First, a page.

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 > smoking diesel exhaust

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joelc

Cedar Point, NC

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Posted: 09/15/20 09:31am Link  |  Quote  |  Print  |  Notify Moderator

Looked up black smoke from diesel on internet and results said over-fueling. Fuel injector wear. Check it out on the net for your model.

wolfe10

Texas

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Posted: 09/15/20 12:30pm Link  |  Quote  |  Print  |  Notify Moderator

joelc wrote:

Looked up black smoke from diesel on internet and results said over-fueling. Fuel injector wear. Check it out on the net for your model.


Sure. OR, "under airing". Either/both lead to an over-rich mixture.

And, a lot of over-fueling is done on purpose for those who want more HP and aren't concerned what they/others breath.


Brett Wolfe
Ex: 2003 Alpine 38'FDDS
Ex: 1997 Safari 35'
Ex: 1993 Foretravel U240

Diesel RV Club:http://www.dieselrvclub.org/

warrenjo46

Matthews, NC

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Posted: 09/15/20 06:49pm Link  |  Quote  |  Print  |  Notify Moderator

JRscooby wrote:

mike brez wrote:

Just cause it smokes don’t mean it’s broke[emoticon]


That pickup should be impounded, sold at auction to somebody that agrees to repair it before use. The owner should be fined to the point he and his family are living in a grocery cart.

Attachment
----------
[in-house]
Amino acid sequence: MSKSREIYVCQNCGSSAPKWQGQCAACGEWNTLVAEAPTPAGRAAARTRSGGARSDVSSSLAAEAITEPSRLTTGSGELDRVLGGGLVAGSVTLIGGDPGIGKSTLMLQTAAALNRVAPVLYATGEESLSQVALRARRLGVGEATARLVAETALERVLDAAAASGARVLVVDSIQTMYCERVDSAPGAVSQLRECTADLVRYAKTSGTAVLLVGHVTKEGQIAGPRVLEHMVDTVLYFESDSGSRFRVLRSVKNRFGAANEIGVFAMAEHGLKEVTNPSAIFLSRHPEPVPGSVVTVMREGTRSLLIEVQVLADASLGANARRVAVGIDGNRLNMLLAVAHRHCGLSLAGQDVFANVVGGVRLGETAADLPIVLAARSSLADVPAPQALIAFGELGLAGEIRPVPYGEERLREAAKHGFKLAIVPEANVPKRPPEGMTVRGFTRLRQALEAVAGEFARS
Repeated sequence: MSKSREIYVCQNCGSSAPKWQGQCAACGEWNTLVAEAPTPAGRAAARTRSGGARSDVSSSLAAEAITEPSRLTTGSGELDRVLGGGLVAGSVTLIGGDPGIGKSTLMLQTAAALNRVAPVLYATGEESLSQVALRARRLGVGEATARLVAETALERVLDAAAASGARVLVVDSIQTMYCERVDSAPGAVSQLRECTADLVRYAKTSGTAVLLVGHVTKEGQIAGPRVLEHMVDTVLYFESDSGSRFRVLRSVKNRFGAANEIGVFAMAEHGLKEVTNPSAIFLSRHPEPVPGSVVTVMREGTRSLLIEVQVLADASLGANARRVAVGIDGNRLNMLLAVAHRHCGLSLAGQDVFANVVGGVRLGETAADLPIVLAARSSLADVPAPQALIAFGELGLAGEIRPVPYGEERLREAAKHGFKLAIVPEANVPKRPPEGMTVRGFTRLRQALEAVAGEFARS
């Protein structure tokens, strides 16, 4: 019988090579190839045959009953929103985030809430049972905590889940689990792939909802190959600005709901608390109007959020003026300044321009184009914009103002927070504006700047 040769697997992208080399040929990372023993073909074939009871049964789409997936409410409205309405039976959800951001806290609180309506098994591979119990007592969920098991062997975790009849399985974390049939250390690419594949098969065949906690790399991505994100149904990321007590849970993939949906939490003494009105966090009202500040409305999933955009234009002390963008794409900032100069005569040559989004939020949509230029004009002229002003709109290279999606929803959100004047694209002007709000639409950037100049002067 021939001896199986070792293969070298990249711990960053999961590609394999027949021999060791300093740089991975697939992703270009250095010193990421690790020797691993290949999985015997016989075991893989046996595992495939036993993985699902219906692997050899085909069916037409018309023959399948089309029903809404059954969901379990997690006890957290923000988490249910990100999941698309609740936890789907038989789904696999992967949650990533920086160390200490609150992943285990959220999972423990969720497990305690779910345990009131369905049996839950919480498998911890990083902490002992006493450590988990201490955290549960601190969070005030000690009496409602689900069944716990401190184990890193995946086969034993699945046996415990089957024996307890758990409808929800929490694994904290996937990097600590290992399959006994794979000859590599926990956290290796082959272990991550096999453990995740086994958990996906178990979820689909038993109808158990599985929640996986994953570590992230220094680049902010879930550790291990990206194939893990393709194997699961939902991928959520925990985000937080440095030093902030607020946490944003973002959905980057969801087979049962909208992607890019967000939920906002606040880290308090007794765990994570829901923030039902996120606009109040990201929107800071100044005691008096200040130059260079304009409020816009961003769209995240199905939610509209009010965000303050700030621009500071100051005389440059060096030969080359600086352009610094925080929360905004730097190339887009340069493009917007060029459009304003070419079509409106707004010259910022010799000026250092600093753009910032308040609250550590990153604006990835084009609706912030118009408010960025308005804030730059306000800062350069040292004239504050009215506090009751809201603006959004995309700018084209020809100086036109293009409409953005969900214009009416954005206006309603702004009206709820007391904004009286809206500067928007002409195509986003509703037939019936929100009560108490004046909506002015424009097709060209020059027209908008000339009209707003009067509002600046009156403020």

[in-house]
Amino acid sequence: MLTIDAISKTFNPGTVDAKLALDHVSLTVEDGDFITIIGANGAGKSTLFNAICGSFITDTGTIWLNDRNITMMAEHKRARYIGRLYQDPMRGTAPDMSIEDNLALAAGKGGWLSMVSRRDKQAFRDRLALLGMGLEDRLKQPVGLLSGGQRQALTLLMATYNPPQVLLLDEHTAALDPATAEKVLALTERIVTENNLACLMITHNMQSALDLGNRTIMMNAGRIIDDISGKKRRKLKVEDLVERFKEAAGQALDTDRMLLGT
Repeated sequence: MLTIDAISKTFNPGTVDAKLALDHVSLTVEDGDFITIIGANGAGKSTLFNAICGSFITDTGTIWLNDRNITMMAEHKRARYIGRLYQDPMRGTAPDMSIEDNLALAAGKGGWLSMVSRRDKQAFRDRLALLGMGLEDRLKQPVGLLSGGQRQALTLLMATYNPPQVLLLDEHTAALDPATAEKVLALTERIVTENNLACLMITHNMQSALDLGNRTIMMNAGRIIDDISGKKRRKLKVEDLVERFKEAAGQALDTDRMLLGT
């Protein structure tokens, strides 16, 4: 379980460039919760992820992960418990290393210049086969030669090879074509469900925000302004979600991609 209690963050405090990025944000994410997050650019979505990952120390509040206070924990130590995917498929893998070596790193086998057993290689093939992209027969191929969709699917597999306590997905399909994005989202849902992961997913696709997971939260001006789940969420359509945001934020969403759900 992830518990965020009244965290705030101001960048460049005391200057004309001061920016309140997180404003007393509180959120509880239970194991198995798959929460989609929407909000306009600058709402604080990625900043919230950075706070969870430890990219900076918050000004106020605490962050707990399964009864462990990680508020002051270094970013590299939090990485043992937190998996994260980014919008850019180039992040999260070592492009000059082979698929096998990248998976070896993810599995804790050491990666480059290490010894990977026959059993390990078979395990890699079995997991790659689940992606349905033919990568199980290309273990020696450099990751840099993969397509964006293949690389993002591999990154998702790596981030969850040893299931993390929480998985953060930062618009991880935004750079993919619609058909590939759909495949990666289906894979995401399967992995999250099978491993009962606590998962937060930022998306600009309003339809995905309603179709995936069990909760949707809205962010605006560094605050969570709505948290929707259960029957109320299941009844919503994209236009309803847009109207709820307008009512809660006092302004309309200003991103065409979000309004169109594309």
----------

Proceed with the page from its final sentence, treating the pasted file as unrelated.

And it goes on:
I could not agree more. How come do diesel pickup drivers think they can delete their engines and ignore the laws the rest of us should obey.

JRscooby

Indepmo

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Posted: 09/16/20 04:24am Link  |  Quote  |  Print  |  Notify Moderator

warrenjo46 wrote:

JRscooby wrote:

mike brez wrote:

Just cause it smokes don’t mean it’s broke[emoticon]


That pickup should be impounded, sold at auction to somebody that agrees to repair it before use. The owner should be fined to the point he and his family are living in a grocery cart.


I could not agree more. How come do diesel pickup drivers think they can delete their engines and ignore the laws the rest of us should obey.


wolfe10 wrote:



And, a lot of over-fueling is done on purpose for those who want more HP and aren't concerned what they/others breath.